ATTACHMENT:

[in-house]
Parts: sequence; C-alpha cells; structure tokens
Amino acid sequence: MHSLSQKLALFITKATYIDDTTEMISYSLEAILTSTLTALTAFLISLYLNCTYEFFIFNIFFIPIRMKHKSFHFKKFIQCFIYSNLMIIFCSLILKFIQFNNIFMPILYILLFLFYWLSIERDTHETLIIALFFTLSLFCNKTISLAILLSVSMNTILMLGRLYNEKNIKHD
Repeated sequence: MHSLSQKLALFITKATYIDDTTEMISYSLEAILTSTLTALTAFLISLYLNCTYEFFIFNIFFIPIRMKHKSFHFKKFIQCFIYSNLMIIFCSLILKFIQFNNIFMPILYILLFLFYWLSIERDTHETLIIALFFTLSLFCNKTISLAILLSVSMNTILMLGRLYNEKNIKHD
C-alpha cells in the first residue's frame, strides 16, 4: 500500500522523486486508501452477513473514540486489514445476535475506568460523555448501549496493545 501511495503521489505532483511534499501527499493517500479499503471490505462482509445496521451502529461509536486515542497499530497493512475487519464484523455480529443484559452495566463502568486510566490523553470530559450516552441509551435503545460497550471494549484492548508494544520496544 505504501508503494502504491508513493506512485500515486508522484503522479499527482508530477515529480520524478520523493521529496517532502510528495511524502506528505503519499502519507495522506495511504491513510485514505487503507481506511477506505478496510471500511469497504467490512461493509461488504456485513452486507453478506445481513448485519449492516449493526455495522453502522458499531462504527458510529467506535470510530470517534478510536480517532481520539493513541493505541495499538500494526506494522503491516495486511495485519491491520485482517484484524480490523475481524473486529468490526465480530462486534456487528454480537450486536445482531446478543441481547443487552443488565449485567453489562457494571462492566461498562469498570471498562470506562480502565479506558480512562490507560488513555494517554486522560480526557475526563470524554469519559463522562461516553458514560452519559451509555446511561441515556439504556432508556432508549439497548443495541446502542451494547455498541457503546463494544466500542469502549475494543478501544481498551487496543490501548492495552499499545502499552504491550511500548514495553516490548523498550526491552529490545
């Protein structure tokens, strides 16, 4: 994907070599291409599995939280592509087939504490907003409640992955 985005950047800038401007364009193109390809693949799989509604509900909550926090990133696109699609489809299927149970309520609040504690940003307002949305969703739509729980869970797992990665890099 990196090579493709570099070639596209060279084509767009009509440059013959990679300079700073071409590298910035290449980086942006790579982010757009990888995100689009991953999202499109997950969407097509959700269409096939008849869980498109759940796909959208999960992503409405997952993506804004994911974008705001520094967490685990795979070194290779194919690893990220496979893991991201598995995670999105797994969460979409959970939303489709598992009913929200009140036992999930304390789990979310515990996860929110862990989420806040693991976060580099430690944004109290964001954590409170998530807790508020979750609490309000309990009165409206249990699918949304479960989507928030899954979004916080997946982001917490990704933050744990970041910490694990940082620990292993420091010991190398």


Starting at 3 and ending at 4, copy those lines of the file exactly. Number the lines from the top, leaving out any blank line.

Amino acid sequence: MHSLSQKLALFITKATYIDDTTEMISYSLEAILTSTLTALTAFLISLYLNCTYEFFIFNIFFIPIRMKHKSFHFKKFIQCFIYSNLMIIFCSLILKFIQFNNIFMPILYILLFLFYWLSIERDTHETLIIALFFTLSLFCNKTISLAILLSVSMNTILMLGRLYNEKNIKHD
Repeated sequence: MHSLSQKLALFITKATYIDDTTEMISYSLEAILTSTLTALTAFLISLYLNCTYEFFIFNIFFIPIRMKHKSFHFKKFIQCFIYSNLMIIFCSLILKFIQFNNIFMPILYILLFLFYWLSIERDTHETLIIALFFTLSLFCNKTISLAILLSVSMNTILMLGRLYNEKNIKHD